Helpful skin bacteria take charge of local immune responses

Humans have evolved a symbiotic relationship with ‘good’ bacteria over the millions of years that both have been around. The gut is the most heavily colonised spot, where bacteria assist in the digestion process and help to regulate immune function, and in return siphon off a tiny proportion of the nutrients they help to release. The skin, which represents a major practical barrier that protects you from your environment, is also colonised by bacteria, which sit on the outer skin layer, and in sebaceous glands and hair follicles. Researcher’s at the National Instutite of Allergy and Infectious Diseases in Bethesda, USA, have shown for the first time that skin-bourne bacteria play a major role in helping to control the patrolling immune cells that are poised to respond to pathogenic invasions. Local skin immune responses to the protozoan parasite, Leishmania major, were much more robust and protective in colonised mice (who had the helpful bacteria, Staphylococcus epidermidis, on their skin) compared to germ-free mice (who had no helpful bacteria on the skin). So, treat your skin gently, and protect your caring, sharing bacterial communities.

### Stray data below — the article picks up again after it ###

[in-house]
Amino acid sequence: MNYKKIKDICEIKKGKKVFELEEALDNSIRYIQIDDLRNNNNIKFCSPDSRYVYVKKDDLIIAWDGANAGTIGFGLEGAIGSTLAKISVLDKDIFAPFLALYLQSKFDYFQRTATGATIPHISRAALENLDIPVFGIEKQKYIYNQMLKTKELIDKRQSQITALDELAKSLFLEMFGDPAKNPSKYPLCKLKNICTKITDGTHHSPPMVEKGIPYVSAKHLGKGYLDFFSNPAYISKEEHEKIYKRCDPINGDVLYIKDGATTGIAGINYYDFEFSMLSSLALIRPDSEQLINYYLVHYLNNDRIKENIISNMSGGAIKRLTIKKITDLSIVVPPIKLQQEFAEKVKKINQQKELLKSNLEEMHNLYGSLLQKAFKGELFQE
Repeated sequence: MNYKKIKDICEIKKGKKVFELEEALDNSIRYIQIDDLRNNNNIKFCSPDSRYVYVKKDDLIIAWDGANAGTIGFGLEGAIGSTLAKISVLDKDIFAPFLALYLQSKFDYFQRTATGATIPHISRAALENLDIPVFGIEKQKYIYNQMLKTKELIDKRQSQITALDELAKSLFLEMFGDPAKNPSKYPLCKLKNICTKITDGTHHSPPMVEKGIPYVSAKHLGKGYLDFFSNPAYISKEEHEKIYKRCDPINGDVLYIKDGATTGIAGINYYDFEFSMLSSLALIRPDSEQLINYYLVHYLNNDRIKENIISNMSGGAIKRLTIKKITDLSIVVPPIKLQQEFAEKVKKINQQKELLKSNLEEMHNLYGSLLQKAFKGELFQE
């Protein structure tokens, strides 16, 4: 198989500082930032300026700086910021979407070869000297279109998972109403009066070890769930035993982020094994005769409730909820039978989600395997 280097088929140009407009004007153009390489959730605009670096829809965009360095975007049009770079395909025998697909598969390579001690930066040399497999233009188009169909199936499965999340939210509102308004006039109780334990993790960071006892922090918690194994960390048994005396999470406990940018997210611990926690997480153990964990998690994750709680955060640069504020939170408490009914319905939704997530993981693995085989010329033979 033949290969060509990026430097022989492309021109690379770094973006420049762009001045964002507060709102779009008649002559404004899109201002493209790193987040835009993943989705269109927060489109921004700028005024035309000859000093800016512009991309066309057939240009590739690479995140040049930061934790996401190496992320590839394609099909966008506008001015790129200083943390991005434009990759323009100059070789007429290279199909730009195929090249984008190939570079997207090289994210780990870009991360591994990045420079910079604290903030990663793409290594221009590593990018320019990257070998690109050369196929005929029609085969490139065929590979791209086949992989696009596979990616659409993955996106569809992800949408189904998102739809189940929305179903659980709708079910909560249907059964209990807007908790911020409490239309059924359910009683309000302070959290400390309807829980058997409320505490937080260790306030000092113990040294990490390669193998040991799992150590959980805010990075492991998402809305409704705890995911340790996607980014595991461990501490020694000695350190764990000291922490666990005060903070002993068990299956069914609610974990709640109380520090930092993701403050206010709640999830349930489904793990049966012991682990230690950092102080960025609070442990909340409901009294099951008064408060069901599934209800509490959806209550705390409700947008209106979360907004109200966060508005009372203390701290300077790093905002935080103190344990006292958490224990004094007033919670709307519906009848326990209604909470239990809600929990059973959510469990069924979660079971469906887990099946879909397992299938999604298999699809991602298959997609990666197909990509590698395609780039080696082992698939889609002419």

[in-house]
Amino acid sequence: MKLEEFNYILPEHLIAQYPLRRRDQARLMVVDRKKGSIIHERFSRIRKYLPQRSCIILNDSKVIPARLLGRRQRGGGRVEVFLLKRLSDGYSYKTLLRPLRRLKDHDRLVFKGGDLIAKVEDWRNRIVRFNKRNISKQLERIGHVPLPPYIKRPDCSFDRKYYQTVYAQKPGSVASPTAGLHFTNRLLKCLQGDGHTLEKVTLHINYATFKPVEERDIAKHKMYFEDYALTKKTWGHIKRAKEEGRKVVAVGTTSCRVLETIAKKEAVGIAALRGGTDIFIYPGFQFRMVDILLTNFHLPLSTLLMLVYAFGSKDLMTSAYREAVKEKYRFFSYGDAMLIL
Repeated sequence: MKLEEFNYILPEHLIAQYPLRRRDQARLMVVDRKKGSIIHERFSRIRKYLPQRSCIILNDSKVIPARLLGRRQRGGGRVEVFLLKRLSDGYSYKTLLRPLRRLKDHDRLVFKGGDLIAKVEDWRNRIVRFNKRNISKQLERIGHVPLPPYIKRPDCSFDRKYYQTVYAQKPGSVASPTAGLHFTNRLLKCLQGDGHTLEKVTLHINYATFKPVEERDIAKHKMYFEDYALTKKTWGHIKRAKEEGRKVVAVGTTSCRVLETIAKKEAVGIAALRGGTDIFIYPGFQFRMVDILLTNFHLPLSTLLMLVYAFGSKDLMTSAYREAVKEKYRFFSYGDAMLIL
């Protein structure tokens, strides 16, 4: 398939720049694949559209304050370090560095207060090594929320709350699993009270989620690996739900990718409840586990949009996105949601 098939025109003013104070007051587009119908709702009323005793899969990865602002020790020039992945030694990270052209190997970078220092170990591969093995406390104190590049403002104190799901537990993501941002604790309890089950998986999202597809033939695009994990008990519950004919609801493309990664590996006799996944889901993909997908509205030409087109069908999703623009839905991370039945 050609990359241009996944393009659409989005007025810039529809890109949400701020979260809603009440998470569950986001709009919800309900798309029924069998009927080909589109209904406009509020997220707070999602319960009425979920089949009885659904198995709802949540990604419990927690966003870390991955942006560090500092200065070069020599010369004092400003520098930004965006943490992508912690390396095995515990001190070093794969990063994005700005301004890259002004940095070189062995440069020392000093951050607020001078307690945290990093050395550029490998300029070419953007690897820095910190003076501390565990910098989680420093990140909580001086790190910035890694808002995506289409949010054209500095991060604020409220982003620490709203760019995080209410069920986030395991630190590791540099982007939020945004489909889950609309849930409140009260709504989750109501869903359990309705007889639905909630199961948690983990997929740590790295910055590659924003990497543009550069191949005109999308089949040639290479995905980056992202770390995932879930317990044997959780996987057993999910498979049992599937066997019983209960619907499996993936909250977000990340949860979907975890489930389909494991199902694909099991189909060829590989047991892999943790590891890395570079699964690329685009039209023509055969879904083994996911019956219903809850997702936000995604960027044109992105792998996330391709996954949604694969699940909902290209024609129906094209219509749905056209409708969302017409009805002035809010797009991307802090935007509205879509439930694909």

Read the original article here.

Naik S, Bouladoux N, Wilhelm C, Molloy MJ, Salcedo R, Kastenmuller W, Deming C, Quinones M, Koo L, Conlan S, Spencer S, Hall JA, Dzutsev A, Kong H, Campbell DJ, Trinchieri G, Segre JA, & Belkaid Y (2012). Compartmentalized control of skin immunity by resident commensals. Science (New York, N.Y.), 337 (6098), 1115-9 PMID: 22837383

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